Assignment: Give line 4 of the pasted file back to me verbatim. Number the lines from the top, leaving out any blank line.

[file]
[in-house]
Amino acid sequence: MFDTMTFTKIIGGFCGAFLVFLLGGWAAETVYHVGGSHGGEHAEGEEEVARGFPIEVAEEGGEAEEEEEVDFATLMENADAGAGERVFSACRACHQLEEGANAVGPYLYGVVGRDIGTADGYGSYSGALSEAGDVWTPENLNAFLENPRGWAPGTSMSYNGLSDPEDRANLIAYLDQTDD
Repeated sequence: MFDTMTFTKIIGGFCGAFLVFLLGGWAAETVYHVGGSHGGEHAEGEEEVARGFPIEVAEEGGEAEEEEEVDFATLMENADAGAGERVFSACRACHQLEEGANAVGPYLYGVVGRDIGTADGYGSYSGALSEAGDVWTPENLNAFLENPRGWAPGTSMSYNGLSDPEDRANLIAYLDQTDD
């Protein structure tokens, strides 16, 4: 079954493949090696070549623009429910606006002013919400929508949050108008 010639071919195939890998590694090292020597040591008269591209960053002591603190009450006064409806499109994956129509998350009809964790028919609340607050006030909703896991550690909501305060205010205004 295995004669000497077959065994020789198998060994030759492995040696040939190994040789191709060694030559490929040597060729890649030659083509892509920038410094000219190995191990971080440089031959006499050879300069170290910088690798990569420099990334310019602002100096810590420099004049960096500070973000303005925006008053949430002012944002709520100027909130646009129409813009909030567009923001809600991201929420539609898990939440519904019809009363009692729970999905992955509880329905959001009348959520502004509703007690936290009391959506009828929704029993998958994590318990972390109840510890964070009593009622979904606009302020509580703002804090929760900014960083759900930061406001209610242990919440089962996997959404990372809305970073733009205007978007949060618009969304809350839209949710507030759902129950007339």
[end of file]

């Protein structure tokens, strides 16, 4: 079954493949090696070549623009429910606006002013919400929508949050108008 010639071919195939890998590694090292020597040591008269591209960053002591603190009450006064409806499109994956129509998350009809964790028919609340607050006030909703896991550690909501305060205010205004 295995004669000497077959065994020789198998060994030759492995040696040939190994040789191709060694030559490929040597060729890649030659083509892509920038410094000219190995191990971080440089031959006499050879300069170290910088690798990569420099990334310019602002100096810590420099004049960096500070973000303005925006008053949430002012944002709520100027909130646009129409813009909030567009923001809600991201929420539609898990939440519904019809009363009692729970999905992955509880329905959001009348959520502004509703007690936290009391959506009828929704029993998958994590318990972390109840510890964070009593009622979904606009302020509580703002804090929760900014960083759900930061406001209610242990919440089962996997959404990372809305970073733009205007978007949060618009969304809350839209949710507030759902129950007339």